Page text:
Books read from: Pride & Prejudice, Animal, Vegetable, Miracle by Barbara Kingsolver and The Colour of Magic by Terry Pratchett
Pages read: 90

So that's pathetic, but on the plus side I am really enjoying Pride and Prejudice. Mr. Bennet particularly is hilarious. 

Different Perspectives 

Today's mini challenge is hosted by Gee. She asks us to reflect on a different perspective a re-read has given us, for better or worse. Honestly I don't have an answer for this! I'm not saying I've reacted in exactly the same way every time I've re-read a book, but similarly enough that there aren't any particular books that spring to mind when I think about this question! The closest I can get is my response to Sylvia Plath. 

When we studies Plath at school I really really hated her poetry. It struck me as massively self indulgent, whiny and narcissistic. Honestly, it still pisses me off that she'd compare her relationship with her father to Hitler and the Jews. For goodness sake. But when I re-read a lot of it at University I eventually began to realise that although all my former opinions remain (in my head at least) true, I do have to give her credit for being pretty great with words. 

Here's the poem that changed my mind (from


The prince leans to the girl in scarlet heels,
Her green eyes slant, hair flaring in a fan
Of silver as the rondo slows; now reels
Begin on tilted violins to span

The whole revolving tall glass palace hall
Where guests slide gliding into light like wine;
Rose candles flicker on the lilac wall
Reflecting in a million flagons' shine,

And glided couples all in whirling trance
Follow holiday revel begun long since,
Until near twelve the strange girl all at once
Guilt-stricken halts, pales, clings to the prince

As amid the hectic music and cocktail talk
She hears the caustic ticking of the clock.

Weird because it's definitely not technically her best, but I do still really like it. 

Head over to Gee's blog and link up your entries for today's challenge, and don't forget to let us know how your re-reading is going in the comments or using #rereadathon!

Sunday 5 February 2017

Re-Readathon Day One: Intro Survey & TBR

Hey people, welcome to day one of Re-Readathon. I hope your reading has been going well, and I'll just say now, from the start, that you shouldn't expect my posts this week to be anything less than last minute. I'm going to aim to post every day but we'll see what happens because with organising the bookshop crawl and sorting the February Ninja Book Box not to mention caring for two under fives, everything's a little bit mad around here!

Anyway, here are my answers for the opening survey. Below there will be a master linky for you to link up anything Re-Readalong related all week so please feel free to link up your survey answers and TBRs there!

Opening Survey

1. Tell us a little about yourself!
I'm Bex, I'm the founder of Re-Readathon and many other much crazier internet based projects. I find it impossible to do just one thing at a time, including reading one book at a time. I have an addiction to buying books and live in a house with 300+ of them as well as my two young children and husband. I like milkshakes, singing loudly, Harry Potter and board games, the more obscure the better. I'm also entirely failing at hosting Discworldathon this year!

2. How often do you re-read books?
I re-read fairly often - often I don't finish my re-reads though. Whenever I'm feeling down or the world is going to shit I reach for an old favourite, most regularly Harry Potter, Little Women, or Fangirl or Attachments, but I'll often just read until I start to feel better again and then move on to something else. Re-Readathon is my chance to actually finish entire re-reads.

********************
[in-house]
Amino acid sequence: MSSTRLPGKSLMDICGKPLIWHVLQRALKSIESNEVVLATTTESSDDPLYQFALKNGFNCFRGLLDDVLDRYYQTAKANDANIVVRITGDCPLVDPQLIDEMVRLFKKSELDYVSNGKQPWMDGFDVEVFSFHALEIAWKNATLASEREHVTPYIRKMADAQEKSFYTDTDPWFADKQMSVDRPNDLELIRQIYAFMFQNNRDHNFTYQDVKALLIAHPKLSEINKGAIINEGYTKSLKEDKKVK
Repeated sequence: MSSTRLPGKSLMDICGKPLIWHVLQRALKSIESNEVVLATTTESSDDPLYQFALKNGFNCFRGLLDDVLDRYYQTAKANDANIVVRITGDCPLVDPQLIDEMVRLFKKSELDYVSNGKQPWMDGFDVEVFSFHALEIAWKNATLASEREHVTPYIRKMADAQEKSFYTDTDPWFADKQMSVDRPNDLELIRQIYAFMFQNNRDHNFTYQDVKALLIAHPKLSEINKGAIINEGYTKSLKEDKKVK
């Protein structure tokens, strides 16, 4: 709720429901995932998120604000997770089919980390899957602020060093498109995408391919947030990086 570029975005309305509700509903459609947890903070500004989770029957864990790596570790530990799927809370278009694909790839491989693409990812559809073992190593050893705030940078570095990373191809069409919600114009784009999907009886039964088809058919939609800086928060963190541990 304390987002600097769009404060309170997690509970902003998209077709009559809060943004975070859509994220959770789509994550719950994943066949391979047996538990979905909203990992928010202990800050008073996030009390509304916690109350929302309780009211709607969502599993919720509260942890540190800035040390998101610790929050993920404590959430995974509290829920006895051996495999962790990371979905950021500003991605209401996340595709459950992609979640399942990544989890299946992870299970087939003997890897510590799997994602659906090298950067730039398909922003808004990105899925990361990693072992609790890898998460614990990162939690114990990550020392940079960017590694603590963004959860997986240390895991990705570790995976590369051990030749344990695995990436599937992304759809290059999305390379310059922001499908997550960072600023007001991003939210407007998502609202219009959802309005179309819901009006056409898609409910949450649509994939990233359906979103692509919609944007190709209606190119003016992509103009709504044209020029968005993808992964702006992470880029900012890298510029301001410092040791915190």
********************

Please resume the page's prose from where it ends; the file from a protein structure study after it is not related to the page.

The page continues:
3. What is your current favourite book?
I think The Outrun by Amy Liptrot which is absolutely phenomenal memoir slash nature writing, although I did just finish Homegoing by Yaa Gyasi which is entirely as good and better than everyone has been saying it is. Talk about breaking your heart, firing you up and making you fall in love with it all at once.

4. What do you love most about re-reading?
Oh where to start. Re-reading is like my medication. Reading familiar words calms me down so much. I love revisiting worlds that I know I'll be swept up in, or wallowing in nostalgia from re-reads of childhood favourites. For me there isn't really a risk in re-reading like there is in other reads. Yes I've started to re-read things and they've not had the same effect that they did the last time I read them and that's sad but ultimately I just put them down until another time. For years I re-read Little Women annually. In the last couple of years I've only dipped into it, as mentioned above, but have moved to Barbara Kingsolver's Animal, Vegetable, Miracle for my annual fix of familiarity. I think what I re-read reflects what I need at the time really, and I'm great with that.

5. What's on your TBR? What are you going to read first?
I've tried to keep my TBR a little more manageable this time. Usually I go completely overboard and it's ridiculous but this time I've kept it to six... Animal, Vegetable, Miracle (of course, because it's a new year and I haven't read it in 2017. Plus it'll inspire me for the coming season on the allotment), The Winter of Our Disconnect by Susan Maushart, because I've been thinking a lot about how connected we all are all the time recently and I'm needing some inspiration to unplug, The Colour of Magic for Louise's readalong for Discworldathon this month, Little Women because it feels like a crime to not include it, The Outrun by Amy Liptrot because I haven't re-read it yet, and I've started with my beautiful clothbound edition of Pride and Prejudice because I saw it at the theatre last week and wanted to remember it better.

Please link up any and all Re-Readathon related posts below!